Khmer Krom demonstrate in Phnom Penh against raids, arrests in Vietnam

The protest is related to a dispute between a pagoda and authorities in Vietnam’s Vinh Long province.
By RFA Khmer
2024.04.24
Khmer Krom demonstrate in Phnom Penh against raids, arrests in Vietnam Buddhist monks burn Vietnamese flags made of paper as they join other protesters near the Vietnamese embassy in Phnom Penh October 4, 2014.
Samrang Pring/Reuters

About 100 Khmer Krom people protested in Phnom Penh on Wednesday to demand that Cambodia urge Vietnam’s government to release 13 activists and monks who were recently arrested. 

Protesters instead gathered at Wat Samaki Rainsy in the capital after the government didn’t grant permission for the use of Phnom Penh’s Freedom Park – the site of large political demonstrations in past years.

The nearly 1.3-million strong Khmer Krom indigenous community live in a part of Vietnam that was once southeastern Cambodia. They have faced serious restrictions on freedom of expression, assembly and movement.

Additionally, the Vietnamese government has tried to restrict and control Buddhist temples attended by Khmer Krom people.

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Embassy of Vietnam in Phnom Penh, Cambodia, June 6, 2017. (Trinhhoa via Wikipedia)

In late March, Vietnamese police in Vinh Long province arrested four Buddhist monks and an activist from the Khmer Krom indigenous group during a raid at Dai Tho Pagoda, known as the Tro Nom Sek pagoda in Khmer language.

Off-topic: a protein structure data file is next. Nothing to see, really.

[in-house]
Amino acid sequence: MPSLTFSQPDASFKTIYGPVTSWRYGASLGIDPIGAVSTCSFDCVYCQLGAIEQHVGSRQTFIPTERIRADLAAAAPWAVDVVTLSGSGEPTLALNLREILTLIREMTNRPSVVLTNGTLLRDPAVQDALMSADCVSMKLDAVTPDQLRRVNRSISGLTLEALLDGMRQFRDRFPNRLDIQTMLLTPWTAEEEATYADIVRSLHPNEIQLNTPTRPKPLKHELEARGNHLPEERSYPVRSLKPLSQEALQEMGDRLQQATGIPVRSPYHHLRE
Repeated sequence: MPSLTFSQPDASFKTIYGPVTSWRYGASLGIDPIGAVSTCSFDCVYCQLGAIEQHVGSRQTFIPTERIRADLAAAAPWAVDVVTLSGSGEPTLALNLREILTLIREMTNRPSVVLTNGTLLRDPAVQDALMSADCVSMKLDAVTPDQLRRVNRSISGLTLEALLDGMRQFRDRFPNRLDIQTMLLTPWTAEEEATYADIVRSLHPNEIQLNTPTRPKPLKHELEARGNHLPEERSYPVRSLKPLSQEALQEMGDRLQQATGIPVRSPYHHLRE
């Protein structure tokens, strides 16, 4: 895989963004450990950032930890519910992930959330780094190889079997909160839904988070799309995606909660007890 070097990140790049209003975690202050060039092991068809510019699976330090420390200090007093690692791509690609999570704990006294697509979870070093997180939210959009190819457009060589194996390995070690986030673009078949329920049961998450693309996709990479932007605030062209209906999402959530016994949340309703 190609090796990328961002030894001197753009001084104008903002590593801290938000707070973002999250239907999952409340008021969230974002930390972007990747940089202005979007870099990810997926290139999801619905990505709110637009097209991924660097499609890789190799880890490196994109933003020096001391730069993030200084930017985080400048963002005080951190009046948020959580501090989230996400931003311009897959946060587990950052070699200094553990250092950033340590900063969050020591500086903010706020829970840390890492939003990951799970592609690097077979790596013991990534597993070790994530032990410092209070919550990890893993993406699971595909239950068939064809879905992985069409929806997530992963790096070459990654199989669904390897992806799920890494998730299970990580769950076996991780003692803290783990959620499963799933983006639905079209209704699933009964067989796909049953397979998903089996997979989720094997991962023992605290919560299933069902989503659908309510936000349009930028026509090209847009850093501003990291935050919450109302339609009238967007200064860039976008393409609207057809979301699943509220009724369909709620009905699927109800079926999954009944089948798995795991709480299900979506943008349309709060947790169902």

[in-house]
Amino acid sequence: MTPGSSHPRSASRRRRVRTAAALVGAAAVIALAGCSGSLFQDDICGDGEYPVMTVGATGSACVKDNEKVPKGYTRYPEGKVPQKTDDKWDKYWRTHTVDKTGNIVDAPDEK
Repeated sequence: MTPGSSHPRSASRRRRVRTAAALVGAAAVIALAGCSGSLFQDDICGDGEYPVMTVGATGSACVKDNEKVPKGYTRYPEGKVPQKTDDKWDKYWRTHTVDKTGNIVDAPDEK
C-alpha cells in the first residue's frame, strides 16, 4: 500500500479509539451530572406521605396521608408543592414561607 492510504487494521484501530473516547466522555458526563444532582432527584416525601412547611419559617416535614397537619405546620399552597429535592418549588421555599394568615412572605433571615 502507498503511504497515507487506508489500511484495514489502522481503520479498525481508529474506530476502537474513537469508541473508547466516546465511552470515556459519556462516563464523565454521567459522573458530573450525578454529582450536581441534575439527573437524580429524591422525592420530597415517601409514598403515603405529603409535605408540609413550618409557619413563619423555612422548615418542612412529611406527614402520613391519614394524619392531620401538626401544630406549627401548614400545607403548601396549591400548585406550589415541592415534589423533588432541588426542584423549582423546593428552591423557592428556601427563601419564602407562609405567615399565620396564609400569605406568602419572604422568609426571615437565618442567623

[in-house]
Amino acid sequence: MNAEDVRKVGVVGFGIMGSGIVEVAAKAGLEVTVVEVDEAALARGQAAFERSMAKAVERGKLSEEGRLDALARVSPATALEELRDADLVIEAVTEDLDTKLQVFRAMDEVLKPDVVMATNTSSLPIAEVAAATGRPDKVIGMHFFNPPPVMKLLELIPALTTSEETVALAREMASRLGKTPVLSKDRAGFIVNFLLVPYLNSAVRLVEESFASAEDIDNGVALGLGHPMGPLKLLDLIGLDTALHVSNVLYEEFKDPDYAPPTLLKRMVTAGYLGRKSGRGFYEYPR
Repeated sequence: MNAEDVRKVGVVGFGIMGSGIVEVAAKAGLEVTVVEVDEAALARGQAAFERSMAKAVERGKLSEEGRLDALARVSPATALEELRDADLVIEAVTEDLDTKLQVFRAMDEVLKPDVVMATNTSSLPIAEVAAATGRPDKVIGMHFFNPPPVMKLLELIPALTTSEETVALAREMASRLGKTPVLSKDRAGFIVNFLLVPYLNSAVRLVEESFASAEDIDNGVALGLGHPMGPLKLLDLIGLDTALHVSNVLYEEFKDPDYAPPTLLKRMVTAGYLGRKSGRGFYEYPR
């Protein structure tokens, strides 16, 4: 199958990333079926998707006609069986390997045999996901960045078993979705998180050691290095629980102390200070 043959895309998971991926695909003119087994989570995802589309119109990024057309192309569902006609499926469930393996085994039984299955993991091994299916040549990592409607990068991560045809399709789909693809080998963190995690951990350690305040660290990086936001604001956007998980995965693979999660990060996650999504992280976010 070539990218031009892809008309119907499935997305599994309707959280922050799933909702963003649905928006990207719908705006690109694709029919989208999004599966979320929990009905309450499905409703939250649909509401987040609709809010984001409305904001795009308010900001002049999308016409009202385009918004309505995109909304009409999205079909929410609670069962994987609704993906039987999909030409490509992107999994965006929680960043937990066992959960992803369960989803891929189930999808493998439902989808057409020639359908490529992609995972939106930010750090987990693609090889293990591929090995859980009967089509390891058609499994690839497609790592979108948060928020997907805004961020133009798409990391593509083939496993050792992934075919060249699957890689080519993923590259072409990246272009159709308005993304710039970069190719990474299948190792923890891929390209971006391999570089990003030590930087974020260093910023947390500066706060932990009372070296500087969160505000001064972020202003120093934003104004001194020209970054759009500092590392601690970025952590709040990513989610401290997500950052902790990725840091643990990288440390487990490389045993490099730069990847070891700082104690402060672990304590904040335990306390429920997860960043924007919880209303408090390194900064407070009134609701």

Two days before that raid, police arrested the head of the pagoda, Thach Chanh Da Ra, and two other followers. 

The dispute between local authorities and the pagoda dates back to November and has resulted in several other arrests, as well as the destruction of a lecture hall linked to the pagoda. 

Motorbike procession

Several civil society organizations devoted to the rights of the Khmer Krom participated in Wednesday’s protest. 

Ten monks and other representatives took part in a motorbike procession through the streets of Phnom Penh to the Ministry of Foreign Affairs, according to Son Chhum Chuon, vice president of Khmer Kampuchea Krom Association for Human Rights and Development. 

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Cambodian Buddhist monks hold banner reading "Kampuchea Krom is Khmer homeland" during a rally in front of Vietnamese Embassy in Phnom Penh, Cambodia, Monday, July 21, 2014. (Heng Sinith/AP)

They handed petitions to Ministry of Foreign Affairs officials and asked that they be forwarded to the Vietnamese, Japanese and United States embassies, Son Chhum Chuon said. 

“We ask that Cambodia and embassies intervene with the Vietnamese government to release the activists and monks who are being detained,” the petitions read. “We ask the authorities to release them to freedom. Return to them their freedom and religious freedom.”

The petitioners also asked that Vietnamese authorities allow for the lecture hall to be rebuilt, Son Chhum Chuon said. 

RFA was unable to reach Ministry of Foreign Affairs spokesman Chum Sounry for comment on the protest on Wednesday. The Vietnamese Embassy in Phnom Penh was also unavailable for comment. 

Translated by Yun Samean. Edited by Matt Reed and Malcolm Foster.

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